Another easy way to stay in touch and also document your time abroad is through blogging. If you choose an online blog versus keeping a personal journal, there are many websites to choose from, such as Tumblr, Blogger and WordPress. It is free and easy to create an account where you can then update your blog with stories, pictures, and anything else you want to share!

Aside from all the social media and messaging services, a simple phone call also goes a long way towards staying connected with friends and family back home. As you are adjusting to studying abroad, possibly dealing with an episode of homesickness, a phone call home can be reassuring and comforting.

Stay in touch and connect with our global community at

You need to know: the 9 most common application materials

TOEFL, GMAT, personal statement, essay, application form... what do all these terms mean?

So you've decided to go for a study abroad program. But now, you look at the list of the things you need to submit to the school, and all kinds of words you've never heard keep coming up. The GradTrain blog is here to clear things up a bit with an application dictionary.

So here we are with 9 most common expressions about applications to universities abroad and their meaning:

1. English language certifications – Many programs ask you for English Certificates. The point here is that you've got to prove that your English level is good enough for the program you’re applying to. If you are applying to a graduate program, most universities require one of the two tests below (we have a full blog post about this topic):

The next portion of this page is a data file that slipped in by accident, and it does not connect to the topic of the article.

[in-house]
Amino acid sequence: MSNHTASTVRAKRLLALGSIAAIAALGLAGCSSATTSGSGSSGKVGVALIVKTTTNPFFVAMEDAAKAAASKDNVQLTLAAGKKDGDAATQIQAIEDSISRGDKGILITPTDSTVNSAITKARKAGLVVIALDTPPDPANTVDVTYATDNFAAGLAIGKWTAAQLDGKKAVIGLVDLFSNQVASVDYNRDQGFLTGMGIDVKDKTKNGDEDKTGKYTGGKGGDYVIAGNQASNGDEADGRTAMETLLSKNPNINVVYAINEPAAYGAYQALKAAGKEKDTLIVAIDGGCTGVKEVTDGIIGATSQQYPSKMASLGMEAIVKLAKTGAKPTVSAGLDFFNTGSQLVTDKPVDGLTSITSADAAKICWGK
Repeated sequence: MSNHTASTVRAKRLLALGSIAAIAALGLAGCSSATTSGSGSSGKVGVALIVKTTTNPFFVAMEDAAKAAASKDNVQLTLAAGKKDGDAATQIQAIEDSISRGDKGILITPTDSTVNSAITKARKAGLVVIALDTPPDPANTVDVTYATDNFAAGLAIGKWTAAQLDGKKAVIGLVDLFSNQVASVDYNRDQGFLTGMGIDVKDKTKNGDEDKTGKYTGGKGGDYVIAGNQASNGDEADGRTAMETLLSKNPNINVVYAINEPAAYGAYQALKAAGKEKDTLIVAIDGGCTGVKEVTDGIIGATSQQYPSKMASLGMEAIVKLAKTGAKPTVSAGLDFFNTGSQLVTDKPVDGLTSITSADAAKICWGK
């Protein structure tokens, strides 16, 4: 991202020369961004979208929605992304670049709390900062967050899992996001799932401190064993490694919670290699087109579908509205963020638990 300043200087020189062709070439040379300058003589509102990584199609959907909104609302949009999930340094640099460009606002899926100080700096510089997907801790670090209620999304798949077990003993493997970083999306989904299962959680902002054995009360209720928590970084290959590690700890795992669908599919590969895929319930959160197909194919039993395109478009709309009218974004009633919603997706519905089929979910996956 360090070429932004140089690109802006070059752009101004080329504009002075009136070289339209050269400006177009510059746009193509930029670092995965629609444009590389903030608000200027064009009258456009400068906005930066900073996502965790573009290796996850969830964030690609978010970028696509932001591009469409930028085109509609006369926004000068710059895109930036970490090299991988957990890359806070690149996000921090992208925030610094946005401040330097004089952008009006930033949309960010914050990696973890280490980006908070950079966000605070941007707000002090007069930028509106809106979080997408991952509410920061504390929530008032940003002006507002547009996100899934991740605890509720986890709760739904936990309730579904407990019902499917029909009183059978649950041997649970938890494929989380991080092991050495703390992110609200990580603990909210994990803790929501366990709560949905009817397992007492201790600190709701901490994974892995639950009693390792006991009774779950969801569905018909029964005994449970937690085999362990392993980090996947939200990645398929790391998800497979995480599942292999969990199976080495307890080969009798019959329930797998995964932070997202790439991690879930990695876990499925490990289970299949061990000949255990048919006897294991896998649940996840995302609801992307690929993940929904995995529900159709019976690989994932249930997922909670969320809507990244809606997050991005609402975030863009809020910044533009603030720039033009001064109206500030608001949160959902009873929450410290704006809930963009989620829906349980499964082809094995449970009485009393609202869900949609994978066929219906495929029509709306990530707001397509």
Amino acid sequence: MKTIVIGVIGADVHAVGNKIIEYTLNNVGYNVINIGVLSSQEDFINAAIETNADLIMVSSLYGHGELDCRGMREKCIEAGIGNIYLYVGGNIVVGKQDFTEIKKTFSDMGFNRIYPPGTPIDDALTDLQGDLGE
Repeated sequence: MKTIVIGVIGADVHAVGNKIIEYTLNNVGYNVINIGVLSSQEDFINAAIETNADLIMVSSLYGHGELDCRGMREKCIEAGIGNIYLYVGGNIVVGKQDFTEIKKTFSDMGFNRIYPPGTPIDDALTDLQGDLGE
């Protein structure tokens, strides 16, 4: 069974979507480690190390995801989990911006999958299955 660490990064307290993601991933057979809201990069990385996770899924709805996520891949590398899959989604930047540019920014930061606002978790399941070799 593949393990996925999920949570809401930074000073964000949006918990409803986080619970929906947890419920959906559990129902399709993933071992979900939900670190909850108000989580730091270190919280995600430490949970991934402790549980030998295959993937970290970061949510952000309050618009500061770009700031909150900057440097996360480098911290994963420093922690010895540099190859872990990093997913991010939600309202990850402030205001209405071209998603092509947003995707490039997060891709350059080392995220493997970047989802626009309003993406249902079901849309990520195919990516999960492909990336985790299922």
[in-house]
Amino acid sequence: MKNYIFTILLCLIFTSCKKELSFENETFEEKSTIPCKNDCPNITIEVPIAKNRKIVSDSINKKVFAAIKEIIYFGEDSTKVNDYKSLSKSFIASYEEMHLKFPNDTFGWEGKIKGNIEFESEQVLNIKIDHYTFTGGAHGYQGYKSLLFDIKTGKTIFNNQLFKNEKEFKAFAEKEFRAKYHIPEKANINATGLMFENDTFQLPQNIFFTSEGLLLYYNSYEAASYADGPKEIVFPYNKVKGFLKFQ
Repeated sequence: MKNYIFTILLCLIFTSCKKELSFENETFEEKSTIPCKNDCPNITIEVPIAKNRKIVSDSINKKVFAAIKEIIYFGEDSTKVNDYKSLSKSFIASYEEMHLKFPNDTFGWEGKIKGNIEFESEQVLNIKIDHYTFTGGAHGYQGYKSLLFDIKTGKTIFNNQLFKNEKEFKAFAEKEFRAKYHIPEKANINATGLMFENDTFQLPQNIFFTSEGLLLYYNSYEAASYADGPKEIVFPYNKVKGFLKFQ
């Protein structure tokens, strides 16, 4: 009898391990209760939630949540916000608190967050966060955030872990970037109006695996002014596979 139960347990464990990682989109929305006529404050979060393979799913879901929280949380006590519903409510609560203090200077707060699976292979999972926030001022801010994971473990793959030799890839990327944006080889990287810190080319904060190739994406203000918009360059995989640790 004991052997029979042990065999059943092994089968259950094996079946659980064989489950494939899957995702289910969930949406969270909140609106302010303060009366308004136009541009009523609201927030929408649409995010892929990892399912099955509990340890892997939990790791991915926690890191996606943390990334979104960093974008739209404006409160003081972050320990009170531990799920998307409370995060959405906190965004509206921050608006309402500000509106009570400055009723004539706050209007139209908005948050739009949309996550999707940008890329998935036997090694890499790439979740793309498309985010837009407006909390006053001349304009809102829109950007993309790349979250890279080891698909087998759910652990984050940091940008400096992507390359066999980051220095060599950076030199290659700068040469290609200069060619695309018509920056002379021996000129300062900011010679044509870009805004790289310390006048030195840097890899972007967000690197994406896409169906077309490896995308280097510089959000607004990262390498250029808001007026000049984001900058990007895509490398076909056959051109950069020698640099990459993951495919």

• TOEFL  - take this if your dream school is in the US or if you have not decided in which country you would like to study.
  • IELTS  - take this if your dream school is located in UK, Australia, Canada, New Zealand, Ireland or South Africa.
For more information on the differences between TOEFL and IELTS see here.

2. Standardized tests - if you are applying for a master’s or PhD program, most universities require one of the tests below:
  • GMAT – generally, you’ll need to take the GMAT if you want to study business (MBA & PhD).
  • GRE – most likely, you’ll need to take this if you are applying for a degree in Finance, Economics, Public Policy, Social Sciences or International Relations. The GRE is becoming more popular for MBA as well, so watch the trend!